Final Report - Fatality #18 - November 18, 2013

Accident Report: Fatality Reference: 


Metal and Nonmetal Mine Safety and Health 


Surface Nonmetal Mine
(Crushed and Broken Limestone) 

Fatal Electrical Accident
November 18, 2013 

William E. Groves Construction, Inc.
Contractor ID No. V18
Pine Bluff Sand & Gravel Company
Cumberland River Quarry
Salem, Livingston County, Kentucky 
Mine ID No. 15-18766 


Jeffrey L. Phillips
Supervisory Mine Safety and Health Inspector 

Ed Jewell
Mine Safety and Health Inspector 

Maxwell A. Clark
Electrical Engineer 

Stephen Dubina
Electrical Engineer 

Joe Fritz
Mine Safety and Health Specialist (Training) 

Originating Office
Mine Safety and Health Administration
Southeastern District
135 Gemini Circle, Suite 212, Birmingham, Alabama 35209
Samuel K. Pierce, District Manager



Robert Crume, Contract Electrician Foreman, age 33, received an electrical shock on November 18, 2013. Crume was working in a motor control building when he contacted an energized conductor inside an electrical enclosure. Crume was transported to a hospital where he died on November 22, 2013, as a result of his injuries.

The accident occurred because the electrical circuit was not deenergized prior to work being performed on it. Additionally, the electrical circuit was not locked out, tagged out, or tested to verify it was de-energized.


Cumberland River Quarry, a surface crushed limestone mine, owned and operated by Pine Bluff Sand and Gravel Company, is located in Salem, Livingston County, Kentucky. The principal operating official is Bryan Tilley, Quarry Operations Manager. The mine operates two 10-hour shifts per day, six days per week. Total employment is 99 persons.

Limestone is mined using a multi-bench method. The material is drilled, blasted, loaded into haul trucks with a front-end loader, and transported to an on-site processing plant. Finished materials are sold for various uses and transported by barge.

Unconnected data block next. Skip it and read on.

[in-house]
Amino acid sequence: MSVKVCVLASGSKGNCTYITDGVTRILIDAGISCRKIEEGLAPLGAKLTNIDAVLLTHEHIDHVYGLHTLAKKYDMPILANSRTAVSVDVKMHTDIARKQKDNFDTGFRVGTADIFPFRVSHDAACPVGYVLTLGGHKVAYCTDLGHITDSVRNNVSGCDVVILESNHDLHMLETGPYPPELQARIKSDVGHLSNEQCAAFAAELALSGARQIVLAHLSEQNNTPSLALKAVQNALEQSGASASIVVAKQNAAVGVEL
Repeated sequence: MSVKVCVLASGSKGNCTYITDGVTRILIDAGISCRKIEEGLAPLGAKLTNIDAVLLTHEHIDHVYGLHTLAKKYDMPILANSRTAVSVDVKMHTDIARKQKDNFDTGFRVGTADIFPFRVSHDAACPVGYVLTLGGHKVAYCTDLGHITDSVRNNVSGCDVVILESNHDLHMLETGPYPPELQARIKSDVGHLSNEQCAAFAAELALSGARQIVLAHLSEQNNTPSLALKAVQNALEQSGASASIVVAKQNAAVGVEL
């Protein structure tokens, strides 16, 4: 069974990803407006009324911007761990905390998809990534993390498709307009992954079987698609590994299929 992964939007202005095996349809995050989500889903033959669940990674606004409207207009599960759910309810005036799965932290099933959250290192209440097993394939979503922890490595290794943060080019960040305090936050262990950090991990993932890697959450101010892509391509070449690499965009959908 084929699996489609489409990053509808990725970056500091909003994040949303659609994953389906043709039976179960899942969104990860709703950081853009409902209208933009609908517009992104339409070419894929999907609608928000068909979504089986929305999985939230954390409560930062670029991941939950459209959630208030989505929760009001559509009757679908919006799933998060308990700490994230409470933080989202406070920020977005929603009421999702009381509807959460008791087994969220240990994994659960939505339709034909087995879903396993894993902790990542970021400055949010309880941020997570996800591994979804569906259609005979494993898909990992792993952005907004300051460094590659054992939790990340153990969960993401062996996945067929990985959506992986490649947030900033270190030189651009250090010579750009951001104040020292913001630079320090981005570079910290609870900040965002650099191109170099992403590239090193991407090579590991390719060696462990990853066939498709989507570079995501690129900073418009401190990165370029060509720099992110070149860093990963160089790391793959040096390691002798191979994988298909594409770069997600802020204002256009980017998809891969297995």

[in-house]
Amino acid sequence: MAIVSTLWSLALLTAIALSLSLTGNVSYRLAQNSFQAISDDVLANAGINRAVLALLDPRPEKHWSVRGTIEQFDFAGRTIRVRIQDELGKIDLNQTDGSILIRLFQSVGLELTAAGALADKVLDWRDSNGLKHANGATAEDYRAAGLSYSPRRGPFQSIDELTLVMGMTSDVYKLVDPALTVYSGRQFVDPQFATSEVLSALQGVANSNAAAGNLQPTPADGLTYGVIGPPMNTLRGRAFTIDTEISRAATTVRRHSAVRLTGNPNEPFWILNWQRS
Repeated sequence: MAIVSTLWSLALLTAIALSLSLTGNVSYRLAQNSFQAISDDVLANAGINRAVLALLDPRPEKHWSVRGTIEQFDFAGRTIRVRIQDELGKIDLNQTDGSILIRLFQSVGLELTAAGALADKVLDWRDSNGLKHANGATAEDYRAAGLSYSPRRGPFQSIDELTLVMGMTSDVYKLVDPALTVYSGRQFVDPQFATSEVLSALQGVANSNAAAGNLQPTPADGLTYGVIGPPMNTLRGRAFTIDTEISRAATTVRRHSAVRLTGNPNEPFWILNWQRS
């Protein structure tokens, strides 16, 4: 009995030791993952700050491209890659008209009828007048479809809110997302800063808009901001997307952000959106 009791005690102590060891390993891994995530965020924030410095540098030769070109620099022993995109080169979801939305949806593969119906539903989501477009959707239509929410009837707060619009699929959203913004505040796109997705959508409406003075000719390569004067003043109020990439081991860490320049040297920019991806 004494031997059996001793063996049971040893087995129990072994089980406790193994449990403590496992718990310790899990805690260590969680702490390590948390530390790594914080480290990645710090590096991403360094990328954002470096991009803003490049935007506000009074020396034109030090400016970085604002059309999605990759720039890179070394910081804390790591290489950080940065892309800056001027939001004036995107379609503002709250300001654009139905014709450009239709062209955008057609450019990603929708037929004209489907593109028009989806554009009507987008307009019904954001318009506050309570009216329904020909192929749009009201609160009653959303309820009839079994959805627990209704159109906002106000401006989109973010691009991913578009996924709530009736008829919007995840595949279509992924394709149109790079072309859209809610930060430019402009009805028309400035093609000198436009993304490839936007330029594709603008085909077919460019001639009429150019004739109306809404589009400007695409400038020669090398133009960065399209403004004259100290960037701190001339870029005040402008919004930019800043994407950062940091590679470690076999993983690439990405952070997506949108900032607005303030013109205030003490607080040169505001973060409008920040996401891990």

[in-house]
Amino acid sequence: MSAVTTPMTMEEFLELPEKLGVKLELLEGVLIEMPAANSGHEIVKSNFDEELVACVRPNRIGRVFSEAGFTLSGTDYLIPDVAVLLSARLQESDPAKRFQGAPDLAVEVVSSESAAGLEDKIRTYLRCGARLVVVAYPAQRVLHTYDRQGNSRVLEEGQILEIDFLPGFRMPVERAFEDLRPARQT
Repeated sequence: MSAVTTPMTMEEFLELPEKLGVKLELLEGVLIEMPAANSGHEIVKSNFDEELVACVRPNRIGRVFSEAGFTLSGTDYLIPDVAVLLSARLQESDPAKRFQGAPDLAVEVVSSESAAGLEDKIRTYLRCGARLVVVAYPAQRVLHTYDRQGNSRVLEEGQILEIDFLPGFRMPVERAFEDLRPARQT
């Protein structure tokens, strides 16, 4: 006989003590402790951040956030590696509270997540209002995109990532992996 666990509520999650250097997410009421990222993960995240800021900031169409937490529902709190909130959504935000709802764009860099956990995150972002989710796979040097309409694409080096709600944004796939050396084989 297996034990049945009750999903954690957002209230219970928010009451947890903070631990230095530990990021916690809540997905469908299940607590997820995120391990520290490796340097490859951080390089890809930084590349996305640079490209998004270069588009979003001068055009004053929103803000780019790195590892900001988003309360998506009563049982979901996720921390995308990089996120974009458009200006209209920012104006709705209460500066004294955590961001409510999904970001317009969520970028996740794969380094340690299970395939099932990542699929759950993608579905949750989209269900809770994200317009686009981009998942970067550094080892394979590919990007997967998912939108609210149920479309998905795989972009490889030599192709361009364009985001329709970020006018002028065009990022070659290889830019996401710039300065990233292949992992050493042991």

William E. Groves Construction, Inc. (Groves) is located in Madisonville, Kentucky. The person in charge of health and safety is Allen Martin, Safety Manager. Groves was contracted to install the Wash Plant Motor Control Center, the River Motor Control Center (MCC), and the wiring to all of the associated pump motors and motor control circuits. Groves had 7 contract employees working at the mine. They work one 10 hour shift, Monday through Thursday and had been working at this site for 12 weeks.

The Mine Safety and Health Administration (MSHA) completed the last regular inspection at this operation on May 7, 2013.


On the day of the accident, November 18, 2013, Robert Crume (victim) reported for work at 7:00 a.m., his normal starting time. Crume began the shift by conducting a safety meeting with his crew. During the meeting, Crume told the crew that the newly installed MCC and pump starter circuit would be energized, for the first time, during the shift. After the meeting, Crume told Tim McCay, and James Pool, Contract Electricians, to finish making the power conductor connections to the river pump motors located on the pump barge at the bank of the river. Crume went to the MCC and began connecting the feed transformer located outside.

At approximately 11:40 a.m., McCay and Pool completed the pump motor connections and Crume completed the MCC feed transformer connections and then energized the MCC. At about 12:00 p.m., Crume and the crew started their lunch break.

After lunch, McCay and Pool began wiring the PLC (programmable logic control) unit located inside the MCC building. Around 1:00 p.m., Crume entered the MCC building and started setting the parameters for a pump soft starter unit. Crume asked McCay for a photo of the pump motors they had connected earlier and McCay gave it to him. After looking at the motor identification plates in the photo, Crume stated that this installation required two additional control wires. Crume told McCay and Pool to get two control wires prepared and route them between the PLC unit and the soft starter unit.